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Hanging Your Photo Frame
There are tons of articles on the Internet on how to shoot your photos. But there are very few articles on how to hang your photos at home for exhibition. After all, it only takes nails and a hammer to hang your photos right?
Nails and Hammer
Not really. Most homes in the United States uses dry walls. Pounding a nail through dry wall is like tapping a needle into a cracker. If you are careful, the nail would go through without knocking a hole in the wall. But over time, the dry wall flakes like your cracker, creating a bigger hole. Not to mention the nail might land anywhere on the floor for your toddler to find.
The only safe way to use a nail to hang up a photo frame is to find wood studs behind the dry wall. The problem is that you can't hang your photo frame up anywhere you please. Your presentation is going to suffer, because the aesthetics of your photo arrangement is awkward. And as photographs we all know the importance of subject placement, right?
The Right WaySo, now that we have an understanding that nails and hammer is the wrong way to go, what is the best way to hang up a photo frame? The best way is slightly more complicated than pounding a nail into a wall with a hammer. And you'll need more tools. But the result is pleasing, confident, and professional. After you try it a few times, you will never ever consider using nails and hammer again for anything (except for a few cases like roofing your house).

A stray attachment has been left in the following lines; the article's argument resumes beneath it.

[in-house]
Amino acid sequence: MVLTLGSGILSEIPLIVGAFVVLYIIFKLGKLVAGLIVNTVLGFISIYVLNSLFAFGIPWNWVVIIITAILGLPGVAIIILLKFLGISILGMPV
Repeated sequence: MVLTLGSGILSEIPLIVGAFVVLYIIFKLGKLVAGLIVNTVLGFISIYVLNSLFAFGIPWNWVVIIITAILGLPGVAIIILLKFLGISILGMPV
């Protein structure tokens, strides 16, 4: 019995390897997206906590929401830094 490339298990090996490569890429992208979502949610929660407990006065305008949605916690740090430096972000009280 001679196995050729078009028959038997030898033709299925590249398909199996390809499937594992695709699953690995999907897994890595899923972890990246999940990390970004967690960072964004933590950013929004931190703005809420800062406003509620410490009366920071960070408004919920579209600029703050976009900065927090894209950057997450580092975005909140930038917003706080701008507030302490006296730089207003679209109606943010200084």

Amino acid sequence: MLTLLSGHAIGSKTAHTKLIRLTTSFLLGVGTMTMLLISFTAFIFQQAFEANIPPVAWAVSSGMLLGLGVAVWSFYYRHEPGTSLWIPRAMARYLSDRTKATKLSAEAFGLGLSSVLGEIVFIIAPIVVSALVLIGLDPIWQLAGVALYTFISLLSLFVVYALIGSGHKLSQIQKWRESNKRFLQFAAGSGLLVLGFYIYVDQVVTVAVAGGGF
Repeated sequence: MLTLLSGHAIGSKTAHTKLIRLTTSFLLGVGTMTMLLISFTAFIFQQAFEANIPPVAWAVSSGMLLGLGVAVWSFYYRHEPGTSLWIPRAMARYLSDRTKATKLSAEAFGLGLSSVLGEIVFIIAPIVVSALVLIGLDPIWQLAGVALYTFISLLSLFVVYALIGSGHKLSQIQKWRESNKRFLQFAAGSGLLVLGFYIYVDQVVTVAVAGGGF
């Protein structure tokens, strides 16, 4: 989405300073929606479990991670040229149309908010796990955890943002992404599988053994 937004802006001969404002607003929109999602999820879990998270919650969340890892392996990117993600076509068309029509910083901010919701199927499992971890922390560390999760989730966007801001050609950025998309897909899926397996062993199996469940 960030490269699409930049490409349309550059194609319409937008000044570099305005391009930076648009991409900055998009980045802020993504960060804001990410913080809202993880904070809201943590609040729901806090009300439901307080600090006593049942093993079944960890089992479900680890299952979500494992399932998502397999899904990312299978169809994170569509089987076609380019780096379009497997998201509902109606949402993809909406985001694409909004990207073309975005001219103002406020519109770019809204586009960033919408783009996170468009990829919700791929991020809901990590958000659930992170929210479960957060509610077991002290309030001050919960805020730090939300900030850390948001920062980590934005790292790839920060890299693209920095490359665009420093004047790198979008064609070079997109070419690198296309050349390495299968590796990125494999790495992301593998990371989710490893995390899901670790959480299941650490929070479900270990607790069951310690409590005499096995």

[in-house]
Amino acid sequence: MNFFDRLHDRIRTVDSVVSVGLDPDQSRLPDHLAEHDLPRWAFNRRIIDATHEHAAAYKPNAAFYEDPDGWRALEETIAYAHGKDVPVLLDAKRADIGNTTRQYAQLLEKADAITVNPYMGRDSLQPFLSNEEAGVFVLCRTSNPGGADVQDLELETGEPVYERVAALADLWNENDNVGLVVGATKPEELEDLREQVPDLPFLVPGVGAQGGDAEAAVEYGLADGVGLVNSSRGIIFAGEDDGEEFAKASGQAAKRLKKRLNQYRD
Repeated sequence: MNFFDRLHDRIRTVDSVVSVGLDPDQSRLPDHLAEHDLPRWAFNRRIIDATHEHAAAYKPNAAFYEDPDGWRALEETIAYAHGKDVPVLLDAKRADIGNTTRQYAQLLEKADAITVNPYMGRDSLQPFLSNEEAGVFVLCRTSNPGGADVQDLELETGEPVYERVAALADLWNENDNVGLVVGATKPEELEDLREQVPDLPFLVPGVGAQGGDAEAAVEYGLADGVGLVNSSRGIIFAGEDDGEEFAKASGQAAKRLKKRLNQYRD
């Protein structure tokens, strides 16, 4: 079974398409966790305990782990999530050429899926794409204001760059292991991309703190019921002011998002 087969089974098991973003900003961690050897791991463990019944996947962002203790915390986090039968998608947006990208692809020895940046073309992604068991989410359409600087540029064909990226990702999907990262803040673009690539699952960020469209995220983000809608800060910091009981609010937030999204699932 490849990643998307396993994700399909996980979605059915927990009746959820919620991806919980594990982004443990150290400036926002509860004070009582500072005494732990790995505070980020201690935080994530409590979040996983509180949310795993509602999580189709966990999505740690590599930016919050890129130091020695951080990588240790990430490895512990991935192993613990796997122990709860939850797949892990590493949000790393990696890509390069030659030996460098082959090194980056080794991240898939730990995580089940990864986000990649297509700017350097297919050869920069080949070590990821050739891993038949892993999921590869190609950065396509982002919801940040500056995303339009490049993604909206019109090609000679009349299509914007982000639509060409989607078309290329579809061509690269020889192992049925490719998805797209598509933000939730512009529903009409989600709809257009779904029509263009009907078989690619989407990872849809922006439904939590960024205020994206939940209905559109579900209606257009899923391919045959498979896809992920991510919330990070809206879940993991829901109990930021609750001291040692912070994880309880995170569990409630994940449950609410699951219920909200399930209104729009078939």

Parts You Need
Your photograph and your photo frame is pretty self-explanatory. Since you are reading this article, you must already have at least something you want to hang; or already have a few hanging photographs. You can pretty much use any photo frame; as fancy as you can get. The method I'm showing you can handle 50 lbs on a single screw. With multiple screws, you can literally hang a rock on the wall, as long as your wall can support the weight.
Your need drywall anchors for this project. The drywall anchor allows you to hang your photo frame anywhere on the drywall, regardless of where the wood studs are located. You can arrange the photo anywhere on your wall. You can use any drywall anchor you find at the hardware store. But I like the Buildex E-Z Anchor Self-Drilling Drywall Anchors a lot (see photo below). They screw into the drywall like a screw, they are easier to install than the anchors that you press into the wall, and they create clean, professional appearances. I saw 30 lbs and 50 lbs versions at the Home Depot. I went with the 50 lbs versions (I've been known to over-improve my home), which comes with 20 anchors and 20 screws.
In case there is a wood stud where you want to locate your photo, I use the #10 x 2" wood screw that you can find at the hardware store. They are cheap and sturdy. I believe, you can hang 30 to 50 lbs with each screw.
Tools You Need
For this project, you'll need a drill, a 3/32" drill bit, and a 7/32" drill bit. I like cordless drills, because they are convenient. But you can use any drill you like. The different sized drill bits are for drilling the drywall, and maybe drilling the wood stud if one happens to be at the drilling location. The drill bit size is based on using the Buildex E-Z Anchor Self-Drilling Drywall Anchors and the #10 x 2" wood screws. If you use some other anchor product, then substitute the drill bits as necessary.